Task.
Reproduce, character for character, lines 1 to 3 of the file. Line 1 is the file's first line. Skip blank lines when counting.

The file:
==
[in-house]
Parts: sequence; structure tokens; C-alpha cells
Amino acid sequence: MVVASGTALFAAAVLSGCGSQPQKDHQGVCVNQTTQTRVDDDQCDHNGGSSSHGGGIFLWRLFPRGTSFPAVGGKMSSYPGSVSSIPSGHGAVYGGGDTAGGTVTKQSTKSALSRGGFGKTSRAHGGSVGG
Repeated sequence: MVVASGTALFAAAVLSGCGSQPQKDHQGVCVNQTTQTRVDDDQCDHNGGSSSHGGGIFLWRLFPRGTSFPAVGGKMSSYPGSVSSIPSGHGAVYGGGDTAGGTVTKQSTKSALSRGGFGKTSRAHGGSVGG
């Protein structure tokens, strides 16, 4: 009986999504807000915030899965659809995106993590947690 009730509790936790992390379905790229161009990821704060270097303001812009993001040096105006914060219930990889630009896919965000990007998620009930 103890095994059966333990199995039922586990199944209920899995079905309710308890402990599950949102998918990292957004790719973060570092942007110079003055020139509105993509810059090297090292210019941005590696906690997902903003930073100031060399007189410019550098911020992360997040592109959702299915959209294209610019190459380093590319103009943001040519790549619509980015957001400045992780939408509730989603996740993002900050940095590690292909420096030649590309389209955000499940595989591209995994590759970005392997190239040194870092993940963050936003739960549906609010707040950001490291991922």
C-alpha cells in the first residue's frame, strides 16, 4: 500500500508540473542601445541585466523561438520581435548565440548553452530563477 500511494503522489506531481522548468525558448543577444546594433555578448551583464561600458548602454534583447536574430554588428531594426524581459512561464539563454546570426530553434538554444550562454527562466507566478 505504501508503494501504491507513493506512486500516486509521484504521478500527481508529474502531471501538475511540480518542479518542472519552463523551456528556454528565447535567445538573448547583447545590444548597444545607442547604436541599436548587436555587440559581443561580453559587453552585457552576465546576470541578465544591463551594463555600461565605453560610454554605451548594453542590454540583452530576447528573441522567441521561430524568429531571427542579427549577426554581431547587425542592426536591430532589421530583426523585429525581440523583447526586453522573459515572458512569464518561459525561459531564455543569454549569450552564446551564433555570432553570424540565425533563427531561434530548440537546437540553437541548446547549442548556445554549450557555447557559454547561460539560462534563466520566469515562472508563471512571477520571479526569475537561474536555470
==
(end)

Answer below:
[in-house]
Parts: sequence; structure tokens; C-alpha cells
Amino acid sequence: MVVASGTALFAAAVLSGCGSQPQKDHQGVCVNQTTQTRVDDDQCDHNGGSSSHGGGIFLWRLFPRGTSFPAVGGKMSSYPGSVSSIPSGHGAVYGGGDTAGGTVTKQSTKSALSRGGFGKTSRAHGGSVGG